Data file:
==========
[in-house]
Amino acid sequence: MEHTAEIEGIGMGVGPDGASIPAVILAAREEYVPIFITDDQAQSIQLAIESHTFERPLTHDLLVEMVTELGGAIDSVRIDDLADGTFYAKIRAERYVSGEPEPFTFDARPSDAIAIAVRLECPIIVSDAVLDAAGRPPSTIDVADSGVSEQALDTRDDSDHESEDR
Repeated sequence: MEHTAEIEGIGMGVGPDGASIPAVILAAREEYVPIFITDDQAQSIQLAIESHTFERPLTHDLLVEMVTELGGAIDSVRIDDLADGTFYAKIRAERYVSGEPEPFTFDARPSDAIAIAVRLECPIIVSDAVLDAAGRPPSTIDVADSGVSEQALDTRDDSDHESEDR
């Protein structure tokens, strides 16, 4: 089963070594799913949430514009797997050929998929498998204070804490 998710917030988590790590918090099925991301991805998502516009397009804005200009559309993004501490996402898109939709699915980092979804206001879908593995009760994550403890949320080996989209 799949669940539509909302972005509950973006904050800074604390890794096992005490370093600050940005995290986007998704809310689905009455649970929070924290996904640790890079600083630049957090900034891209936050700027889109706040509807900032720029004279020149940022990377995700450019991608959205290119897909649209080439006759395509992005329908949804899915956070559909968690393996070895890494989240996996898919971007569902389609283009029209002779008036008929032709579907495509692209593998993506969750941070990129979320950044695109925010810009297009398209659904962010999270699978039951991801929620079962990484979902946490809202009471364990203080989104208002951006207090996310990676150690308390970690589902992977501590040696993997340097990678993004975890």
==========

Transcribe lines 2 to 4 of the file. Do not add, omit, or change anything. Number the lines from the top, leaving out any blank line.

Amino acid sequence: MEHTAEIEGIGMGVGPDGASIPAVILAAREEYVPIFITDDQAQSIQLAIESHTFERPLTHDLLVEMVTELGGAIDSVRIDDLADGTFYAKIRAERYVSGEPEPFTFDARPSDAIAIAVRLECPIIVSDAVLDAAGRPPSTIDVADSGVSEQALDTRDDSDHESEDR
Repeated sequence: MEHTAEIEGIGMGVGPDGASIPAVILAAREEYVPIFITDDQAQSIQLAIESHTFERPLTHDLLVEMVTELGGAIDSVRIDDLADGTFYAKIRAERYVSGEPEPFTFDARPSDAIAIAVRLECPIIVSDAVLDAAGRPPSTIDVADSGVSEQALDTRDDSDHESEDR
């Protein structure tokens, strides 16, 4: 089963070594799913949430514009797997050929998929498998204070804490 998710917030988590790590918090099925991301991805998502516009397009804005200009559309993004501490996402898109939709699915980092979804206001879908593995009760994550403890949320080996989209 799949669940539509909302972005509950973006904050800074604390890794096992005490370093600050940005995290986007998704809310689905009455649970929070924290996904640790890079600083630049957090900034891209936050700027889109706040509807900032720029004279020149940022990377995700450019991608959205290119897909649209080439006759395509992005329908949804899915956070559909968690393996070895890494989240996996898919971007569902389609283009029209002779008036008929032709579907495509692209593998993506969750941070990129979320950044695109925010810009297009398209659904962010999270699978039951991801929620079962990484979902946490809202009471364990203080989104208002951006207090996310990676150690308390970690589902992977501590040696993997340097990678993004975890």